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What About Bob?

22 August 2005

Denali State Park

A half dozen people have written, wondering what could ever have happened to me. Thank you all for your concern.

To forestall the expense and trouble of outfitting search parties, let me say that I am well and in Alaska, currently approaching Denali from the south. If you do send out that big dog looking for me, don't forget the little keg of brandy that goes on his collar.

Some good may come of it.

This morning I am in a viewing spot south of Cantwell. As in Cantwell see. It is blue up above, and I am waiting out a persistent mist in order to obtain that Holiest of Grails-- a clear view of Mount McKinley. This may be the perfect time to clear up misperceptions of all kinds.

I've been gone a week on a ferry ride to Dutch Harbor, out in the Aleutians. 1644 miles in six and a half days, sleeping on the deck, swapping lies and visions with an erudite Aussie sailor, a lovely rural nurse on leave, an ironic ex-cop from Fairbanks, a couple of lively Bering Sea fishermen, etc.

Birders by the dozen, Aleuts by the score.

Before that there were two weeks in Ninilchik in the Kenai, clamming and fishing for halibut, sitting back in proprietary and sometimes even solitary baleful splendor on the bare beach, always with one eye watching Mount Redoubt.

Macabre impatience. The top blew off as recently as 1990. What's it waitin' for? My god. Volcanoes can be coy as whales.

Before that, I was a couple of weeks in Seward, doing about the same things and catching the odd boat tour. Otter delight. Sea lions in City Park. Motorhomes lined up facing the sea like beached land whales, generators droning plaintively. Occasionally someone peeks out of their maws to take a furtive look around.

Robert Frost has a poem about these guys:

"They do not look out far.
They do not look in deep.
But when was that ever a bar
To any watch we keep?"

Something like that.

Before Seward, the Fourth of July in Valdez. Icebergs calving from the Columbia Glacier. Sparklers sputtering in the rain. Salmon bakes.

Pinks were runnin'. I was settin'. Each to his own.

But somewhere along the way I apparently lost interest in hunting up Internet access. Or writing about what was happening around me. Slipped my mind, softly as a cat slips his collar.

Plenty to write about, I guess, but I was too content, or too entertained, or maybe just too ornery, to keep up with reportage. Or maybe this: perhaps I have finally discovered (gasp) the Virtue of Reticence. Well! Shut mah mouf, as they say in the Souf. Move over, Gary Cooper. Could it be?

Nope. Ain't claimin' no Virtues. Nary a one.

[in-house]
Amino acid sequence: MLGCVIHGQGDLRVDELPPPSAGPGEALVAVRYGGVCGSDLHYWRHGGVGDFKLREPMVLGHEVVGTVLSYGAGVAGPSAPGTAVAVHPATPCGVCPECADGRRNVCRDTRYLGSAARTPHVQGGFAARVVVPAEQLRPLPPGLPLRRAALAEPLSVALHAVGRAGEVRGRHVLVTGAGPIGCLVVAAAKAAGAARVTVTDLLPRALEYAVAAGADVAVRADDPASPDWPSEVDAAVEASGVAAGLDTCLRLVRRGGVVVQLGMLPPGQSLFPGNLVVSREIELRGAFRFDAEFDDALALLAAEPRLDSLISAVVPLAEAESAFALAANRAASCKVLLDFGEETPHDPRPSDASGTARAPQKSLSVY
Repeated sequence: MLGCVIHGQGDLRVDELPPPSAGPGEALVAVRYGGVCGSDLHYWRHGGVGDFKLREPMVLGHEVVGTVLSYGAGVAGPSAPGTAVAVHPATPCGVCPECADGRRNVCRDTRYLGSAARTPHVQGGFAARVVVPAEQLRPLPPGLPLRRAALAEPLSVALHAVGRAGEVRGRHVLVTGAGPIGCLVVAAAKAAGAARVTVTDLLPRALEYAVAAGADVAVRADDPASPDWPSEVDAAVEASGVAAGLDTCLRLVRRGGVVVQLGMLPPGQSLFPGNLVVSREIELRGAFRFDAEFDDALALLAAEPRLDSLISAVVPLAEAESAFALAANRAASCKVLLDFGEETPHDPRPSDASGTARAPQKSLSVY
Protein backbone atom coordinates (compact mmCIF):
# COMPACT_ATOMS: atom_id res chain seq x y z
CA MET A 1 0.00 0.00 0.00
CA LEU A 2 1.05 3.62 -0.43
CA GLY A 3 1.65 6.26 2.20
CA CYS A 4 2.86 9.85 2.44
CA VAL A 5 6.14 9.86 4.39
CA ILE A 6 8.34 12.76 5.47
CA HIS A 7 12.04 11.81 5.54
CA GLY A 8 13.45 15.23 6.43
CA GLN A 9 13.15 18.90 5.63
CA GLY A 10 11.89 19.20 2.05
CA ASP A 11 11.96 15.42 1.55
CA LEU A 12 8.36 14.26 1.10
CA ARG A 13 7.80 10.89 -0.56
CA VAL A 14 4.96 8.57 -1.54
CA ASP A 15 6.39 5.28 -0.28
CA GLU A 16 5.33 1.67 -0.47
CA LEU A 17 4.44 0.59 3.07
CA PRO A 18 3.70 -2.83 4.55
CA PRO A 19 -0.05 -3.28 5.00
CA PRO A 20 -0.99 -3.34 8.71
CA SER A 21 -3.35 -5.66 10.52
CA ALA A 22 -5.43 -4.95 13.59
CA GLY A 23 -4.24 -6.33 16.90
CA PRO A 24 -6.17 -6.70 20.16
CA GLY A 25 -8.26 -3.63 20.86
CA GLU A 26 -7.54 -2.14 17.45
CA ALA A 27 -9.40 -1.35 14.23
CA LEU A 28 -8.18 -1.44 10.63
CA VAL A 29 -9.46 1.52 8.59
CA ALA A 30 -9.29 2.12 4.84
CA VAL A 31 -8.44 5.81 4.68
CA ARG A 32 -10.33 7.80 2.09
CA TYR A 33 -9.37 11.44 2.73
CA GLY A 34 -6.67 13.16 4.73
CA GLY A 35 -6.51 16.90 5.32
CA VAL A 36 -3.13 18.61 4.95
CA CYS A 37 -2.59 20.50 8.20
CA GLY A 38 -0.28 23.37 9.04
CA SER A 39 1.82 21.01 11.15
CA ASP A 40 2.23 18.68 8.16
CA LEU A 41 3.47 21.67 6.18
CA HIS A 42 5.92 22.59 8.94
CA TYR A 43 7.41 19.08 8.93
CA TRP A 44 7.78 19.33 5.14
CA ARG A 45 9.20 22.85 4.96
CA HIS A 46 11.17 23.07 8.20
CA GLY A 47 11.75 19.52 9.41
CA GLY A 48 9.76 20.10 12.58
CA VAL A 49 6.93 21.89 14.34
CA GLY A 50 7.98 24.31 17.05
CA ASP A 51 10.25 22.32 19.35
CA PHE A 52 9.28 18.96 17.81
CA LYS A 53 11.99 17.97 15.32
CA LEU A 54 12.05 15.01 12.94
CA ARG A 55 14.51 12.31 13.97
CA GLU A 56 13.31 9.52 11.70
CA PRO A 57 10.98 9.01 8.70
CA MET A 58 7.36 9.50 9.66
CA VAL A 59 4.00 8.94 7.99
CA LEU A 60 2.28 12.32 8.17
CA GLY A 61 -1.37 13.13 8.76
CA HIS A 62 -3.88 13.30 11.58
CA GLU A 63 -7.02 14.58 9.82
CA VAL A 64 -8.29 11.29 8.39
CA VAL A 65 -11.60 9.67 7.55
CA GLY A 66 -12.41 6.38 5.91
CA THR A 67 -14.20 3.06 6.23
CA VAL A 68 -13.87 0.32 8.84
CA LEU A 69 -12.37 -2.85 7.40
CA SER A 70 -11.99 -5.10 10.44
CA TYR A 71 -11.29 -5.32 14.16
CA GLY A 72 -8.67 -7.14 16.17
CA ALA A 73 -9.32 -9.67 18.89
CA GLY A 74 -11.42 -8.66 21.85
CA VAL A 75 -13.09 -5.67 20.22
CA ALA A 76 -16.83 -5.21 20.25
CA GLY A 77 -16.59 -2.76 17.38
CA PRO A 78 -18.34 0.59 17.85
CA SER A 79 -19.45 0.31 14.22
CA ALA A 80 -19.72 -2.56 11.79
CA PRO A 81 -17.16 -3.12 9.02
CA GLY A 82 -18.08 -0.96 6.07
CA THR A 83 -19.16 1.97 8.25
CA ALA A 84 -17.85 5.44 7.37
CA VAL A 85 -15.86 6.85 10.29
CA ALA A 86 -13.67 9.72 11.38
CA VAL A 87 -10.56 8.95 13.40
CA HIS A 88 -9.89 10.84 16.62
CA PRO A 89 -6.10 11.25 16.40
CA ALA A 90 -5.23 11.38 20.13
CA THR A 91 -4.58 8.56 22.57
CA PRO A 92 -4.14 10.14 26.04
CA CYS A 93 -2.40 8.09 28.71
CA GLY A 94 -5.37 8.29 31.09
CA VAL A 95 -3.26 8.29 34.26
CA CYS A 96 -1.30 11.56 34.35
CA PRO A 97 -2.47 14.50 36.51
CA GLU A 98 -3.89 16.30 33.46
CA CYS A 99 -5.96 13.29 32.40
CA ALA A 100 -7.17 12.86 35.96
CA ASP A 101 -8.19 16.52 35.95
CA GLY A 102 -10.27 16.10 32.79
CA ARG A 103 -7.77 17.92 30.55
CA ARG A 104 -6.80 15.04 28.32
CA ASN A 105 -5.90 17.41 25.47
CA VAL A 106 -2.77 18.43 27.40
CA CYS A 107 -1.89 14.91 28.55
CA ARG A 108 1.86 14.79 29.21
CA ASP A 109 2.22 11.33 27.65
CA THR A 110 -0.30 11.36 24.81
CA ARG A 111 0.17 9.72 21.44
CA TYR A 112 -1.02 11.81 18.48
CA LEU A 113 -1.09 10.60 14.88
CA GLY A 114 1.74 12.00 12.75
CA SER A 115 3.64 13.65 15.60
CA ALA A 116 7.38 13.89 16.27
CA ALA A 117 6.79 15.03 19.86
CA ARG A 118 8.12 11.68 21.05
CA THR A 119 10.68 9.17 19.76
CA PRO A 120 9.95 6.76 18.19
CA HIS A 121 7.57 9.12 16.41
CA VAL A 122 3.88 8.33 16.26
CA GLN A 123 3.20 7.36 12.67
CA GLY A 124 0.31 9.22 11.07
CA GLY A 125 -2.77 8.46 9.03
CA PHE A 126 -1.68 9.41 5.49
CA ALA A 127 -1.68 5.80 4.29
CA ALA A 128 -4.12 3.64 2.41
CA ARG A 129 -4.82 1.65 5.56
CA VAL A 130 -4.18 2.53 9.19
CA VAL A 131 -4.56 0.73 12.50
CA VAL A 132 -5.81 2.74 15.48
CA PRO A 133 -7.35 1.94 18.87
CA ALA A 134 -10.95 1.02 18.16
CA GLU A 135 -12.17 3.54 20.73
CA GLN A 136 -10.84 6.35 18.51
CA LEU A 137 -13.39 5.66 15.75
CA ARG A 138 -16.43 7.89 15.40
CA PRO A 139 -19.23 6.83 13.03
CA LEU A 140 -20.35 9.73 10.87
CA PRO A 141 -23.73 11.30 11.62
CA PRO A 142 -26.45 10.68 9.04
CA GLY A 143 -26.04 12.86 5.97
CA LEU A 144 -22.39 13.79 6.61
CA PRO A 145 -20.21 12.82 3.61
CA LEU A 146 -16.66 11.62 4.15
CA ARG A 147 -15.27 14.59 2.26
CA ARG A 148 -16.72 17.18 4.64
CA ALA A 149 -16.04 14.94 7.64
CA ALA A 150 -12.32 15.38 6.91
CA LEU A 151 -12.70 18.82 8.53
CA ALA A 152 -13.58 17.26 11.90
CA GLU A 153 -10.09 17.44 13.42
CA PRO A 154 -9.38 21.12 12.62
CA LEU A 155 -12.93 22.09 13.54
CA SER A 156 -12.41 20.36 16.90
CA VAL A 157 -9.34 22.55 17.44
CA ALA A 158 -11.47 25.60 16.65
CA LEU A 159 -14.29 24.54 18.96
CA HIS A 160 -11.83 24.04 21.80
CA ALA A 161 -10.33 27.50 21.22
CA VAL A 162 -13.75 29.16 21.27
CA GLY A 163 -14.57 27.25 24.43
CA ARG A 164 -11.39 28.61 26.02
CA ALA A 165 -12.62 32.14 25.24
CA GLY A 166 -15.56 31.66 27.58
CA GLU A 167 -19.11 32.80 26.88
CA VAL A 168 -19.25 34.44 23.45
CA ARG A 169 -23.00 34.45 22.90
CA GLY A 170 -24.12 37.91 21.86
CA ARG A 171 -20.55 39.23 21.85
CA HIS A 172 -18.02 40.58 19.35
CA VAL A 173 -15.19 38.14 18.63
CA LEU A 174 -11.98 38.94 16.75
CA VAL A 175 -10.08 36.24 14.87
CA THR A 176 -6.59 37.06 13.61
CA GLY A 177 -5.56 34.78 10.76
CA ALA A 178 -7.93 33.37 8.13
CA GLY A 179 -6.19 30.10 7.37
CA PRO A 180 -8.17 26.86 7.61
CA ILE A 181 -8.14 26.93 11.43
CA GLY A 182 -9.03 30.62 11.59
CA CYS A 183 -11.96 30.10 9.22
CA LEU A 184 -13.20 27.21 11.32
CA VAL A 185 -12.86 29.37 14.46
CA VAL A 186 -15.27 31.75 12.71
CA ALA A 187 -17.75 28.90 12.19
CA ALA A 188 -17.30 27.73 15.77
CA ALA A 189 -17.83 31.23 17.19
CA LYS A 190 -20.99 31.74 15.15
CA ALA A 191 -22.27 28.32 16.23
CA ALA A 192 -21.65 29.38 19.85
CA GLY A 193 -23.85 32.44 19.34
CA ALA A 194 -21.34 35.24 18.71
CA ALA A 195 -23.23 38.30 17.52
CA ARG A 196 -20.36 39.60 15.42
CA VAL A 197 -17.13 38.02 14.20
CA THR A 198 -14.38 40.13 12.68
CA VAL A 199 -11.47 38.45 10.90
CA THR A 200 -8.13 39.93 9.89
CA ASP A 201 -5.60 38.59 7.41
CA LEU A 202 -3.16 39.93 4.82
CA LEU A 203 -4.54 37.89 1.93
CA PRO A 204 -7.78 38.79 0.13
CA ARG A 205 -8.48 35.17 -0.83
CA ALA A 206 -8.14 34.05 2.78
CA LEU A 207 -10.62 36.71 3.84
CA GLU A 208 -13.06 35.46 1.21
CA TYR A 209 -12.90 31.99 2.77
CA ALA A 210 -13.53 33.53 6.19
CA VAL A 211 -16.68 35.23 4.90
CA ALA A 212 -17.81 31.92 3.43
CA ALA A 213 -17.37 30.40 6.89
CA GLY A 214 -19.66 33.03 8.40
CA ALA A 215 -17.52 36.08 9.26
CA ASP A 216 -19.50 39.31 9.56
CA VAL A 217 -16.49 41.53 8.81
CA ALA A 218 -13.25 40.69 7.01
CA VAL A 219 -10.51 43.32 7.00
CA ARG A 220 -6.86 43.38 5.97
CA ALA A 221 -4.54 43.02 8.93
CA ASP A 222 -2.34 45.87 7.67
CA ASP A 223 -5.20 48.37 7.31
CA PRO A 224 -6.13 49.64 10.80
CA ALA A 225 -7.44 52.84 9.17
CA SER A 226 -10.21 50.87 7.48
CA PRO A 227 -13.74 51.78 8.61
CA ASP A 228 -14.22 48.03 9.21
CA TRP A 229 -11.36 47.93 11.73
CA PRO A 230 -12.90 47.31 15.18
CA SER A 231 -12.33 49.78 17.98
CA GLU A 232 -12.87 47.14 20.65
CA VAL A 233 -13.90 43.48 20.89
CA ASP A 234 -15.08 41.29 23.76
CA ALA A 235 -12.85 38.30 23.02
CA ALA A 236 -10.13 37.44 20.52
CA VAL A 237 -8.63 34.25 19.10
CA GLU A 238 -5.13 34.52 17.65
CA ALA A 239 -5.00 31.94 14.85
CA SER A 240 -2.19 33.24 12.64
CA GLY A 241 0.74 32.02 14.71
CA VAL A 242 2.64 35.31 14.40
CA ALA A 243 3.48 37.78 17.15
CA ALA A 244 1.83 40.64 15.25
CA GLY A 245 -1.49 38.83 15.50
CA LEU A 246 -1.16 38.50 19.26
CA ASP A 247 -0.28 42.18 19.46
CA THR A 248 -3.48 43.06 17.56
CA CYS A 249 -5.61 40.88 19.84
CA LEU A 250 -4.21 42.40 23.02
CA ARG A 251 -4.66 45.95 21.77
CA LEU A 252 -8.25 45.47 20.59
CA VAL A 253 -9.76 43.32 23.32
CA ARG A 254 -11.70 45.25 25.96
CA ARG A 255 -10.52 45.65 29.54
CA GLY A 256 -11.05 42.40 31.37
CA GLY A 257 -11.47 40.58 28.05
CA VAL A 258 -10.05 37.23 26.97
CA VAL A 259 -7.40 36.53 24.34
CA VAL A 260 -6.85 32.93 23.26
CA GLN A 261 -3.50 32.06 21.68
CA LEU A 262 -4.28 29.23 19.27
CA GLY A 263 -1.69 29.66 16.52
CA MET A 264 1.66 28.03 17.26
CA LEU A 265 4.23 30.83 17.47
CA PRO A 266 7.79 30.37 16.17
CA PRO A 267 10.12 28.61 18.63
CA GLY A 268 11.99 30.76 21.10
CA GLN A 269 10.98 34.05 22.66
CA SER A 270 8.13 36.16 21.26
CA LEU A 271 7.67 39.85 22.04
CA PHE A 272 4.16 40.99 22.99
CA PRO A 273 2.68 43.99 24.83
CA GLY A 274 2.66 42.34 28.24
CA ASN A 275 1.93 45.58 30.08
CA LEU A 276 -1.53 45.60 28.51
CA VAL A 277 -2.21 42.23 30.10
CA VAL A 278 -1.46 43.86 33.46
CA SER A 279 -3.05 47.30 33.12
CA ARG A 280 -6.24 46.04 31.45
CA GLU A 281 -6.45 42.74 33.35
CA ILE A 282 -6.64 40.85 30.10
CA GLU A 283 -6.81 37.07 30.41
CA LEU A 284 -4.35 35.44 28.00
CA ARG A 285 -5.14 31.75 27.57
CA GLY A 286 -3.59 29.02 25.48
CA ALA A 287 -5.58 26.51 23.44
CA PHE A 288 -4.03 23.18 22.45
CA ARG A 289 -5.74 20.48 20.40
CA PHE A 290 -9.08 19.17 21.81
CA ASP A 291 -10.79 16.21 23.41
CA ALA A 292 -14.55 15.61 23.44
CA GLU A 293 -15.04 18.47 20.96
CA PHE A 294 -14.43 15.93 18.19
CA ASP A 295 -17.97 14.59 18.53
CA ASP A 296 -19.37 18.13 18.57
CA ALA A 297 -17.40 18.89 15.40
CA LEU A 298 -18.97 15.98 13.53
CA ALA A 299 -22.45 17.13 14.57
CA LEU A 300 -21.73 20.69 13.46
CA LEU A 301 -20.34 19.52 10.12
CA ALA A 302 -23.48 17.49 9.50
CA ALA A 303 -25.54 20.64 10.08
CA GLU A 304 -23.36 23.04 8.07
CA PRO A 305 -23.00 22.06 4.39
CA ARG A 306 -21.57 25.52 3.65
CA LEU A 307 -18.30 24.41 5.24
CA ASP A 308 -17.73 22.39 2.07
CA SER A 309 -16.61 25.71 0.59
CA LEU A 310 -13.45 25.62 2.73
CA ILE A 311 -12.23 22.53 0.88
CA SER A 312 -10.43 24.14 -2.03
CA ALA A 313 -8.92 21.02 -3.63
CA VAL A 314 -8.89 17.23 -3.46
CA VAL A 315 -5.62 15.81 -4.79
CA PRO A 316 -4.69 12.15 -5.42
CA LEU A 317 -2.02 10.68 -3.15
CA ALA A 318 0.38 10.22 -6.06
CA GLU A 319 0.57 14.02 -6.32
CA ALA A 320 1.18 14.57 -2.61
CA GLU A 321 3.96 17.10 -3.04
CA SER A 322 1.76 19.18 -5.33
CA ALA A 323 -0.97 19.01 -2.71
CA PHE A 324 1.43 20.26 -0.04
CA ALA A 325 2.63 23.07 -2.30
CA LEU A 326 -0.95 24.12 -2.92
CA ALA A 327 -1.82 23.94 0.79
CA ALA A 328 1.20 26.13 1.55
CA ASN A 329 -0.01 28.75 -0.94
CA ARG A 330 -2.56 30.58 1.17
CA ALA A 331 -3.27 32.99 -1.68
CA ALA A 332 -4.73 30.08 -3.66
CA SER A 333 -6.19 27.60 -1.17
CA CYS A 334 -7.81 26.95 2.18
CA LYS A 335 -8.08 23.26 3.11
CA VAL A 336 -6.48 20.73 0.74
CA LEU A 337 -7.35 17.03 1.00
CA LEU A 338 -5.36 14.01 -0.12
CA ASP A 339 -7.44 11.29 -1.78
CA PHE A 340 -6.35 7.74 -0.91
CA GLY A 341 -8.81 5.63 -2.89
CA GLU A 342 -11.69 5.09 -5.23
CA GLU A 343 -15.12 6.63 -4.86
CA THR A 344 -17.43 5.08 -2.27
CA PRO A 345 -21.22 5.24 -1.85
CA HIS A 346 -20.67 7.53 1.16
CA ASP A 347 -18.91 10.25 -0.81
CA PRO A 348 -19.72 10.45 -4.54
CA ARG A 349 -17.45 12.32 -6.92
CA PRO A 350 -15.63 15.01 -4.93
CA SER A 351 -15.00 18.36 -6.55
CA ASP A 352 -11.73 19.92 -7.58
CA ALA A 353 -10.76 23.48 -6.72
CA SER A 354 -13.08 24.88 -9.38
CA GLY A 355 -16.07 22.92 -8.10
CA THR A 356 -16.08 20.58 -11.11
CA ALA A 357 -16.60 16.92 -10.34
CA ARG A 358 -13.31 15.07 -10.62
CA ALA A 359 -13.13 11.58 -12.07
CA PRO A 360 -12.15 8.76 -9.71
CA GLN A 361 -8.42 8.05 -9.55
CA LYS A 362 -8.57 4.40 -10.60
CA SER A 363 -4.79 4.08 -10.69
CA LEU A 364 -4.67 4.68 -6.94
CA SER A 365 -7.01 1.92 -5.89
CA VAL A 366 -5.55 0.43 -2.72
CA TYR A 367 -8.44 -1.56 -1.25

However, the following quote from a recent letter to a friend may clarify this absence of industry:


10 am

I think you called this morning. Unfortunately I was still abed at 8 am, and by the time I got there you were gone. No message. I don't know who else it could be. Some siding salesman, I suppose. Boy, has he got the wrong guy.

The State Fair started at Ninilchik yesterday, and I wasn't in the mood for crowds. I seldom am. I ended up here at Upper Skilak Lake, right next to the water.

The sky is clear and high and blue. A low, lazy breeze sends chilly fingers reaching back, up into the shadows. But out here, right now, the sun is bright and warm on my face. Gentle as a loving hand.

Of course I am not alone. There are many small voices here. As the wind comes and goes, the pines creak, muttering bashfully. Squirrels chatter in the lower branches, scrabbling about, dismembering cones. These guys don't like to share. Occasionally there is a rain of husks, and then the race is on.

The few flies have all gone to cover. Lots of bees. One buzzy little fellow keeps trying to admire himself in my glasses. He seems to like what he sees. An insect philosopher, perhaps, bent upon reflection.

And hard to discourage as a penchant for puns.

Floop. Floop. Flooop. Floop. The lake is calmly beating on the pebble shore. There's a small island in the near distance where a gaggle of geese whimper and cry and circle constantly, practicing their touch-and-goes. Every time one lands, there is general relief, celebration, and commentary. Then they take off again. Wahoo.

I may slide the kayak out there later, just to join the fun. They are having their own state fair. And in their economy a goose egg is far from zero. It is in fact a thing of infinite worth.... "


See there? Nothing much going on. Just Bob. An ordinary life. All is well.


The mist has moved, but only up the cliff to surround the trailer. "I say, Watson. Did you hear the Hound? There's more to these Moors than meets the eye..."

Still some blue, directly overhead . I think the guy who named this place was dyslexic. He meant to say Denial, not Denali. Amazing how these little typos gather a life of their own.

Wait. There it is. There it is.


Someday I may feel like working on the website again. Maybe I'll catch up, or fill in. We'll see. Meanwhile I wish you all as much luck in your adventures as is prudent.

Or maybe more. In fact, I don't know Prudence very well. I'm sure she's a good person, mostly. But I doubt she'd want to keep company with an old man like me.


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